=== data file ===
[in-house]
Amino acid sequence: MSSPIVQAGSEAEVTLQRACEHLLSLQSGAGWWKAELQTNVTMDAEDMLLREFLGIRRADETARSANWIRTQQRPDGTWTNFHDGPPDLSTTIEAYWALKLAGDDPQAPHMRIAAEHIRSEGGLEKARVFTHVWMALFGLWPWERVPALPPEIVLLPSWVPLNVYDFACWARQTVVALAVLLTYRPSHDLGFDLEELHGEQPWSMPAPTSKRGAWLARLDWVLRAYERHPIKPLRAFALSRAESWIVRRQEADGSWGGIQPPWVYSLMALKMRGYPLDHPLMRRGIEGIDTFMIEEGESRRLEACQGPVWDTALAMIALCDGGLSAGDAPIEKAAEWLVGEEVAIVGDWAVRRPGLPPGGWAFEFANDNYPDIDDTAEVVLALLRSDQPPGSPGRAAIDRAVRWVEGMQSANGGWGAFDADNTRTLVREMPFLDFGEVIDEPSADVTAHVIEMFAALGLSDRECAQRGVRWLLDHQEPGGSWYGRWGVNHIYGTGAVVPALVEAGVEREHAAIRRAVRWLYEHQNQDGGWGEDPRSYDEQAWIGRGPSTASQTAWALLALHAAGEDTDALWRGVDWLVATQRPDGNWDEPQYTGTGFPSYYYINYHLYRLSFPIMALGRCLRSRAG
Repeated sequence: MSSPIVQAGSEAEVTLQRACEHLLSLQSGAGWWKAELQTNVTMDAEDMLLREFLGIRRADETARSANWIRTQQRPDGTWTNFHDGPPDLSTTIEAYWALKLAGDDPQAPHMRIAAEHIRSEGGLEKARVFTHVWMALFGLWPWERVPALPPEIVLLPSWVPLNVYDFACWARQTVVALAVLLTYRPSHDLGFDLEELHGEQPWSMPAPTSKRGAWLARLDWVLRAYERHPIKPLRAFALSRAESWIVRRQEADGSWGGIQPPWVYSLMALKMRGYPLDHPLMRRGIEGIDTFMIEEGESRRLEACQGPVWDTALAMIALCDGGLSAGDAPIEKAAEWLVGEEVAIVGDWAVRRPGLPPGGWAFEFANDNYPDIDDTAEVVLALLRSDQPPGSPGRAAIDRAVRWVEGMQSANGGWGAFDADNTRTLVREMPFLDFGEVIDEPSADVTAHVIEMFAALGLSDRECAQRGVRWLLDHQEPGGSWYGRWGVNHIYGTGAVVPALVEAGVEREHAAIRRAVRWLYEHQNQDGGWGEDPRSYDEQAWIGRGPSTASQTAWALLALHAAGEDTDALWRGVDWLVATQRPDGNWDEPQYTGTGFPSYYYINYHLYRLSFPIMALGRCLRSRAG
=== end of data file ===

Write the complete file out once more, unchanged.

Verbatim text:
[in-house]
Amino acid sequence: MSSPIVQAGSEAEVTLQRACEHLLSLQSGAGWWKAELQTNVTMDAEDMLLREFLGIRRADETARSANWIRTQQRPDGTWTNFHDGPPDLSTTIEAYWALKLAGDDPQAPHMRIAAEHIRSEGGLEKARVFTHVWMALFGLWPWERVPALPPEIVLLPSWVPLNVYDFACWARQTVVALAVLLTYRPSHDLGFDLEELHGEQPWSMPAPTSKRGAWLARLDWVLRAYERHPIKPLRAFALSRAESWIVRRQEADGSWGGIQPPWVYSLMALKMRGYPLDHPLMRRGIEGIDTFMIEEGESRRLEACQGPVWDTALAMIALCDGGLSAGDAPIEKAAEWLVGEEVAIVGDWAVRRPGLPPGGWAFEFANDNYPDIDDTAEVVLALLRSDQPPGSPGRAAIDRAVRWVEGMQSANGGWGAFDADNTRTLVREMPFLDFGEVIDEPSADVTAHVIEMFAALGLSDRECAQRGVRWLLDHQEPGGSWYGRWGVNHIYGTGAVVPALVEAGVEREHAAIRRAVRWLYEHQNQDGGWGEDPRSYDEQAWIGRGPSTASQTAWALLALHAAGEDTDALWRGVDWLVATQRPDGNWDEPQYTGTGFPSYYYINYHLYRLSFPIMALGRCLRSRAG
Repeated sequence: MSSPIVQAGSEAEVTLQRACEHLLSLQSGAGWWKAELQTNVTMDAEDMLLREFLGIRRADETARSANWIRTQQRPDGTWTNFHDGPPDLSTTIEAYWALKLAGDDPQAPHMRIAAEHIRSEGGLEKARVFTHVWMALFGLWPWERVPALPPEIVLLPSWVPLNVYDFACWARQTVVALAVLLTYRPSHDLGFDLEELHGEQPWSMPAPTSKRGAWLARLDWVLRAYERHPIKPLRAFALSRAESWIVRRQEADGSWGGIQPPWVYSLMALKMRGYPLDHPLMRRGIEGIDTFMIEEGESRRLEACQGPVWDTALAMIALCDGGLSAGDAPIEKAAEWLVGEEVAIVGDWAVRRPGLPPGGWAFEFANDNYPDIDDTAEVVLALLRSDQPPGSPGRAAIDRAVRWVEGMQSANGGWGAFDADNTRTLVREMPFLDFGEVIDEPSADVTAHVIEMFAALGLSDRECAQRGVRWLLDHQEPGGSWYGRWGVNHIYGTGAVVPALVEAGVEREHAAIRRAVRWLYEHQNQDGGWGEDPRSYDEQAWIGRGPSTASQTAWALLALHAAGEDTDALWRGVDWLVATQRPDGNWDEPQYTGTGFPSYYYINYHLYRLSFPIMALGRCLRSRAG